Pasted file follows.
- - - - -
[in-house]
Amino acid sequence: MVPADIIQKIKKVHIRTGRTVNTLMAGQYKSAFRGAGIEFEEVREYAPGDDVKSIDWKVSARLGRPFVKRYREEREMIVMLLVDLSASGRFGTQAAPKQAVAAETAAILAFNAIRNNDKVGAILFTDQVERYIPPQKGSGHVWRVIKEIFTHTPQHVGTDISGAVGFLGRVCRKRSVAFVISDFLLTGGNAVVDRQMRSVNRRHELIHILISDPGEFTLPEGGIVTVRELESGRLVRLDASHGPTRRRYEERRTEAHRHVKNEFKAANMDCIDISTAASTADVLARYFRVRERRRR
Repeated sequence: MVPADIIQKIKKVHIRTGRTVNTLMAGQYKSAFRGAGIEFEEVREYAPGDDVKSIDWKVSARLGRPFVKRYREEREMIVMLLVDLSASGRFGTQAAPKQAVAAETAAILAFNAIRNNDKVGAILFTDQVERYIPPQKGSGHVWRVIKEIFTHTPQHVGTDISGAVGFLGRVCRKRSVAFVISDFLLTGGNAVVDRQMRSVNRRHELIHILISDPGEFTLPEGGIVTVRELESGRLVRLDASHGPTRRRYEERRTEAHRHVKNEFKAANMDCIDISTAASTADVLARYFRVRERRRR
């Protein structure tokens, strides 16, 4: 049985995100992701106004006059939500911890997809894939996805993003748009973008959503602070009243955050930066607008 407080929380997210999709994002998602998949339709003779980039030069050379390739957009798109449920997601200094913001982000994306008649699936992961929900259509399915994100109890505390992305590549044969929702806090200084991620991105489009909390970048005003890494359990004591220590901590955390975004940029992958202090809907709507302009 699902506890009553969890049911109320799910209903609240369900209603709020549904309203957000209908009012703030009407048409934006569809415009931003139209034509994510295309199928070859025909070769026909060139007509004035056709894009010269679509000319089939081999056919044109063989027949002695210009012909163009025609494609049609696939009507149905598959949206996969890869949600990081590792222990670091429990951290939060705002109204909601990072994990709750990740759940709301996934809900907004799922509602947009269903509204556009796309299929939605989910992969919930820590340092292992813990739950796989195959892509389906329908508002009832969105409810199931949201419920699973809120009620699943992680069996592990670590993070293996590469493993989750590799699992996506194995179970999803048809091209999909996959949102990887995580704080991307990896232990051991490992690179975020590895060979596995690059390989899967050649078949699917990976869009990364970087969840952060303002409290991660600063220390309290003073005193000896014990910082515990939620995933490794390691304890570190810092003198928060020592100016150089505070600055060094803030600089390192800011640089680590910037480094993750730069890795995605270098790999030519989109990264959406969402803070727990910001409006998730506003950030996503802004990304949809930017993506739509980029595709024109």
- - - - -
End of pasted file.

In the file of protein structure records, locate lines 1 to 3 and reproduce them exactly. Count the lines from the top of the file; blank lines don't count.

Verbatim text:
[in-house]
Amino acid sequence: MVPADIIQKIKKVHIRTGRTVNTLMAGQYKSAFRGAGIEFEEVREYAPGDDVKSIDWKVSARLGRPFVKRYREEREMIVMLLVDLSASGRFGTQAAPKQAVAAETAAILAFNAIRNNDKVGAILFTDQVERYIPPQKGSGHVWRVIKEIFTHTPQHVGTDISGAVGFLGRVCRKRSVAFVISDFLLTGGNAVVDRQMRSVNRRHELIHILISDPGEFTLPEGGIVTVRELESGRLVRLDASHGPTRRRYEERRTEAHRHVKNEFKAANMDCIDISTAASTADVLARYFRVRERRRR
Repeated sequence: MVPADIIQKIKKVHIRTGRTVNTLMAGQYKSAFRGAGIEFEEVREYAPGDDVKSIDWKVSARLGRPFVKRYREEREMIVMLLVDLSASGRFGTQAAPKQAVAAETAAILAFNAIRNNDKVGAILFTDQVERYIPPQKGSGHVWRVIKEIFTHTPQHVGTDISGAVGFLGRVCRKRSVAFVISDFLLTGGNAVVDRQMRSVNRRHELIHILISDPGEFTLPEGGIVTVRELESGRLVRLDASHGPTRRRYEERRTEAHRHVKNEFKAANMDCIDISTAASTADVLARYFRVRERRRR